Lives of the fellows

Allan Colin McDougall

b.13 November 1924 d.16 February 2006
MB ChB Edin(1946) DObst RCOG(1949) MRCP Edin(1951) FRFPS Glasg(1951) MD Edin(1958) MRCP(1959) FRCP(1979) FRCP Edin(1994)

In 1970 Colin McDougall joined the department of anatomy at Oxford at the invitation of Grahame Weddell and began his preoccupation with leprosy, an investigation which was to last 28 years and to which he made many important contributions.

He was born in Woolley, Northumberland, and brought up in Kent. He learned from his father, John Barnes McDougall, who had been a chest physician with an interest in tuberculosis. He went to Uppingham School and from thence, when just short of 17 years of age, he entered medical school at Edinburgh.

He qualified in 1946, and did his first internship at the Royal Infirmary, Edinburgh, before taking a year in the Radcliffe Infirmary, Oxford, as a budding obstetrician. After some general practice he joined the Royal Singapore Anti-Tuberculosis Association for three years beginning in 1953. Returning to England, he worked at the Norfolk and Norwich Hospital and then at St Bartholomew’s Hospital, London, before taking up tropical medicine and especially tuberculosis, working in Sumatra, Aden, Algeria and Zambia. In Zambia he developed the government’s leprosy programme and became familiar with the All Africa Leprosy Training Centre in Addis Ababa, to which he sent his team of African medical assistants for training. He also adopted some of the Malawi initiatives after a visit there where he admired the developing control programme and use of motor bikes and bicycles. He established an effective programme in the east of Zambia.

In Oxford he focused on the use of the microscope, first in the anatomy department and then at the Slade department of dermatology, where an annex for leprosy research had been named after the leprologist R G Cochrane [Munk’s Roll, Vol.VIII, p.97].The annex was for the isolation of patients, but within months of Colin’s studies on the effect of rifampicin on eliminating mycobacterium leprae from the nose, isolation no longer became appropriate policy. Showing that it was effective if given only monthly made it affordable. Delivery in a blister pack with dapsone and chlorfazamine was a consequence of an exploratory partnership with Oxfam. A steady stream of visitors came to Colin from many parts of the world to learn histopathology skills. He was supported by well-trained technicians, Richard Jones, Chris Gummer and Kate Schomberg, and was able to give reliable reports on specimens sent from drug trials of new anti-leprosy regimens. Their work helped make the elimination of leprosy a viable WHO programme.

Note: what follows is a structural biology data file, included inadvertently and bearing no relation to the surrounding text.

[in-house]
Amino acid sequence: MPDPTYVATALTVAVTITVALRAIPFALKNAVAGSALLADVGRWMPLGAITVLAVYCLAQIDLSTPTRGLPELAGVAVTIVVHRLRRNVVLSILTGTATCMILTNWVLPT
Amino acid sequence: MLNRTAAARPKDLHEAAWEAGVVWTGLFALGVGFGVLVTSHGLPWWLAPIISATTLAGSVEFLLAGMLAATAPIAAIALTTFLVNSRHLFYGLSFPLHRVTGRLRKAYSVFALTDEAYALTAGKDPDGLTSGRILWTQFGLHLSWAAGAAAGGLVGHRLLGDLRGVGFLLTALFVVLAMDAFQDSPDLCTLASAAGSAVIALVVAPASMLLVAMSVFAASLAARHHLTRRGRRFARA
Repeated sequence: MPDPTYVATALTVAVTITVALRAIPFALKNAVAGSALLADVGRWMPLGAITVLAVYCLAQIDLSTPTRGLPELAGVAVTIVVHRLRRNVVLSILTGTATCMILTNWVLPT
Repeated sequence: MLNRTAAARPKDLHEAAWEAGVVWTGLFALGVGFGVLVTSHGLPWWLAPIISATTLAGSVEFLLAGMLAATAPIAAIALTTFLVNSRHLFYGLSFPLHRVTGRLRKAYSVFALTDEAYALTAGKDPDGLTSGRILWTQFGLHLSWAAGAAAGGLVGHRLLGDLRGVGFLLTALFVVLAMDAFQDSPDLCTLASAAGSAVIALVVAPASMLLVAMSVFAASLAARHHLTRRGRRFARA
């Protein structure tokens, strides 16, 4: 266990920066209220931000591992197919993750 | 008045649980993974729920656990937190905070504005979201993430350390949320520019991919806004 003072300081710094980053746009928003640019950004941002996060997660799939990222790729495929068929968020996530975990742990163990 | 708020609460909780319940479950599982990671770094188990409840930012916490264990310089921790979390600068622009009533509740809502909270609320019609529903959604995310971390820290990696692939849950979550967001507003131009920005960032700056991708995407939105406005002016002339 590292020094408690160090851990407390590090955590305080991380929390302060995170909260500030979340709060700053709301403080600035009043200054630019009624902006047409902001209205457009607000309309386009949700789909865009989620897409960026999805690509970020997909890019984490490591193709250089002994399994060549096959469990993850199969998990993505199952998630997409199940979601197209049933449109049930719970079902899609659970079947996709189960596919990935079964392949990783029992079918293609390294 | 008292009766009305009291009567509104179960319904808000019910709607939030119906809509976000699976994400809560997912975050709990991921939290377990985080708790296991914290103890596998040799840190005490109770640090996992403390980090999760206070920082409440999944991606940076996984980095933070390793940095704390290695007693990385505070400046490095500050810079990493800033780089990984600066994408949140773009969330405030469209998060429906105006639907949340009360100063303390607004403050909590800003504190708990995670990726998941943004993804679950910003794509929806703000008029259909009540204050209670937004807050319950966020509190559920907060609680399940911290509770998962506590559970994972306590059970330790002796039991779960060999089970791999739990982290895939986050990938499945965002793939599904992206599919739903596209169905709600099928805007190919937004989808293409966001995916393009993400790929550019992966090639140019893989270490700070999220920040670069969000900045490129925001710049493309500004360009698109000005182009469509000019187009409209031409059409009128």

Colin moved from studying ‘nose blows’ and dust in the corners of rooms inhabited by persons affected by leprosy to a study of why the bacterium liked the nose and especially why it could be found, not as was already well known in the Schwann cell, but also in phagocytes such as blood vascular endothelium. This included studies on the temperature of the mouth and nasal cavity of dermatology colleagues. Some would race with him round the hospital with clips on their noses to encourage cooling of the hard palate on frosty mornings.

Colin respected hard work and meticulousness in colleagues and was critical of any lack of focus or industry. He himself examined some 15,000 histological specimens from the London Leprosy Study Centre. These were not mere glances but careful scanning of every nanometer under a high power lens. He worked closely with the similarly focused Dick Rees [Munk’s Roll, VolXI, p.475] at the Mill Hill MRC research centre.

Working in an expanding department of dermatology in an equally expanding medical school, Colin made the most of his enthusiasm for teaching about leprosy. This enthusiasm spread to organising national prize essay competitions and editing successful elective student reports from placements he had encouraged.

He was appointed as editor of Leprosy Review in 1978 for ten years and continued to support this key journal until his death. He was financed by Lepra and was careful not to over spend. He travelled frequently for them and other leprosy organisations and would have some miserable experiences by choosing to travel ‘stand-by’. In his final years he was an enthusiastic board member of a new scheme based in Oxford, the Global Project on the History of Leprosy (

He and his wife Josephine, who had two daughters (Hannah and Alice), were generous hosts to many overseas visitors. He would play honky-tonk piano music at each departmental Christmas party. There was often a Jazz band at his home and one played at the celebration of his life to an assembly of many friends at his home a few weeks after his death. He loved his home and fought furiously against environmental hazards in his garden, even when he was beginning to suffer from the aches and pains of his final illness. He organised his life to a rigidly-kept schedule and his preparation for death was equally meticulous, with papers carefully edited labelled and bound with ribbon. Days before leaving us he was willing and enthusiastically adding comments to manuscripts brought to him for an opinion. He was satisfied that the job he had done was well done and his family was occupied in jobs which gave them satisfaction.

T Ryan

[The Guardian 17 June 2006]

(Volume XII, page web)

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